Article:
"It's like someone who doesn't play bridge or lawn bowls going along and thinking they could enter a local tournament. You're just going to get completely run over."
The Ministry of Justice doesn't collate statistics on the number of people who represent themselves. It also hasn't done any analysis of the anecdotal impact of cases tying up courts for longer because a self-represented person struggles with court process, or analysis on outcomes for people who self-represent.
Skimping on legal aid could be shifting costs to other parts of the justice system, says Felix Geiringer.
"It ends up taking more time in court, it ends up taking more time to get resolved, it involves more steps. That means more money for the justice system to fund all that."
Another option is begging a lawyer to do the work for free - pro bono. Lawyers are encouraged to do some pro bono work but Geiringer says even if every lawyer in the country did one pro bono case a year it would only scratch the surface.
"You can't run an entire legal system on the back of lawyers doing work for free."
Fixing the system
The Ministry of Justice reviews the legal aid system every three years. The most recent assessment, conducted in 2018, received submissions suggesting remuneration for providers and eligibility thresholds for people seeking civil and family legal aid be reviewed.
The Ministry of Justice's Chief Operating Officer Carl Crafar says administrative changes were made following the 2018 review.
"Policy, processes and applications have been streamlined and in 2020, the legal aid provider approval and application framework was updated to encourage more lawyers to provide legal aid services."
He says since 2018 there's been a 15 percent increase in the number of registered legal aid providers.
No changes were made to eligibility thresholds, or remuneration.
In an update to legal aid providers the Ministry explained: "We did not receive Budget funding, which was required to implement changes arising from the review … We understand that many of you will be disappointed in the result and it is not what you may have been expecting. Legal aid reviews are scheduled for regular intervals and there will be an opportunity to examine legal aid policy settings in the future."
This year's scheduled triennial review was cancelled by Minister of Justice Kris Faafoi.
"I did not consider a 2021 review would have added any new information and, instead, I asked my officials to continue with work relating to improving access to justice more broadly, including progressing the key issues from the 2018 review," he says.
Adam Simperingham says the reviews tend to "pay lip service to the real issues".
"The real issue was payment for lawyers. I'm guessing that that's probably more of a Treasury thing and a Budget measure. But that seems to be the real issue. I think that the lack of decent payment is going to cause issues on a medium to long-term basis and no, that has not been addressed."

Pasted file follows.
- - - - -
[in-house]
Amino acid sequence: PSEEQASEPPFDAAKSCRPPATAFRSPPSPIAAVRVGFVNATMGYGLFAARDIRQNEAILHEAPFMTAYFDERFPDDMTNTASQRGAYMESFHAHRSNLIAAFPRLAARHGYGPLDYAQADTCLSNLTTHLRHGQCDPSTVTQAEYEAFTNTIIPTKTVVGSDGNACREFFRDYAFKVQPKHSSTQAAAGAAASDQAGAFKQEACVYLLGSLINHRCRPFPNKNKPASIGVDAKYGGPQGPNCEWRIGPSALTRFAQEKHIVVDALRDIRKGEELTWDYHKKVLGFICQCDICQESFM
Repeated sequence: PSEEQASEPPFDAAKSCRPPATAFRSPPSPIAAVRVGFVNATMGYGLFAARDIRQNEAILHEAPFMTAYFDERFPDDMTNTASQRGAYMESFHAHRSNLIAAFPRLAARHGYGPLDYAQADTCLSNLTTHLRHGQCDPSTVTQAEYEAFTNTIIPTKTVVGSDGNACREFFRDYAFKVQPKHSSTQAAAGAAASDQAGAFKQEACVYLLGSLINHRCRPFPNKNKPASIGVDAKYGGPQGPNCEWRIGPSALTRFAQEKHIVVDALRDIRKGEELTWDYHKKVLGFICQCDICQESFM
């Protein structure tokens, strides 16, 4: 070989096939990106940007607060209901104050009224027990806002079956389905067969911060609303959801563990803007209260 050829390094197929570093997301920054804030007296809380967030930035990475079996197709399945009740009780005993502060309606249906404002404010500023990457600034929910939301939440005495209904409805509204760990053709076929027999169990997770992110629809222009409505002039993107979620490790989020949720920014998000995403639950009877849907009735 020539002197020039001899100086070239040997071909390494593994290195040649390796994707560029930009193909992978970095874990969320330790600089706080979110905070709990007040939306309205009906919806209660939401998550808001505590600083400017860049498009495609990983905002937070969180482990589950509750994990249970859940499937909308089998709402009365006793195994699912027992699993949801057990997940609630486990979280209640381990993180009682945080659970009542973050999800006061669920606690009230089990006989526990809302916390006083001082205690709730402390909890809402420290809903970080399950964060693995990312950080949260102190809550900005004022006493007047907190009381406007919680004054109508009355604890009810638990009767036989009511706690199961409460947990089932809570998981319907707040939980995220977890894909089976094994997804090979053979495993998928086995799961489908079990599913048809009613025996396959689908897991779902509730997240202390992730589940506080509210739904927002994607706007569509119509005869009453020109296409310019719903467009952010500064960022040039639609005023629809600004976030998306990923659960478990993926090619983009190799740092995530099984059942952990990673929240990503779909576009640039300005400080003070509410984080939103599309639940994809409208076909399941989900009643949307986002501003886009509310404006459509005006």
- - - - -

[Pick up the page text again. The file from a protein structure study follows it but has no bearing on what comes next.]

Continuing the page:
The Legal Services Commissioner has the power to change what lawyers are paid for legal aid, but the Secretary for Justice (at the direction of Cabinet) sets the financial parameters for these decisions.
If there's not enough money in the pot to increase rates and fixed fees, then the Commissioner's hands are tied.
Because of funding constraints, Acting Legal Services Commissioner Tracey Baguley says lawyers rates aren't even linked to inflation.
More money was put into legal aid in this year's budget, with $235 million over five years assigned to "immediate cost pressures". Exactly where it's going to be spent wasn't specified.
Felix Geiringer's view is the government needs to be willing to invest more money into legal aid. "It was cut back to the point where it's actually seriously undermining its efficiency," but he says that's just part of the solution.
With so many issues around access to justice, his view is that all the partial solutions need to be implemented. "We've got to be pulling all the levers at once."
What's at stake
Without a well-functioning legal aid system the worry is that only people who can afford to pay a private lawyer can afford justice.
"I think justice is just as important for civilised societies, as health and education," says Nelson's Steven Zindel. "That's how you judge a society really, not just by if your illnesses are treated, but also whether you've got equal treatment under the law."
Gisborne's Adam Simperingham agrees.
"It's not just justice for the rich. We want to be able to provide access to justice for all."
This is part of the series Is This Justice?
Main Image: Adam Simperingham, Tiana Epati and Dr Tony Ellis say there are issues with legal aid. Photo: RNZ/Vinay Ranchhod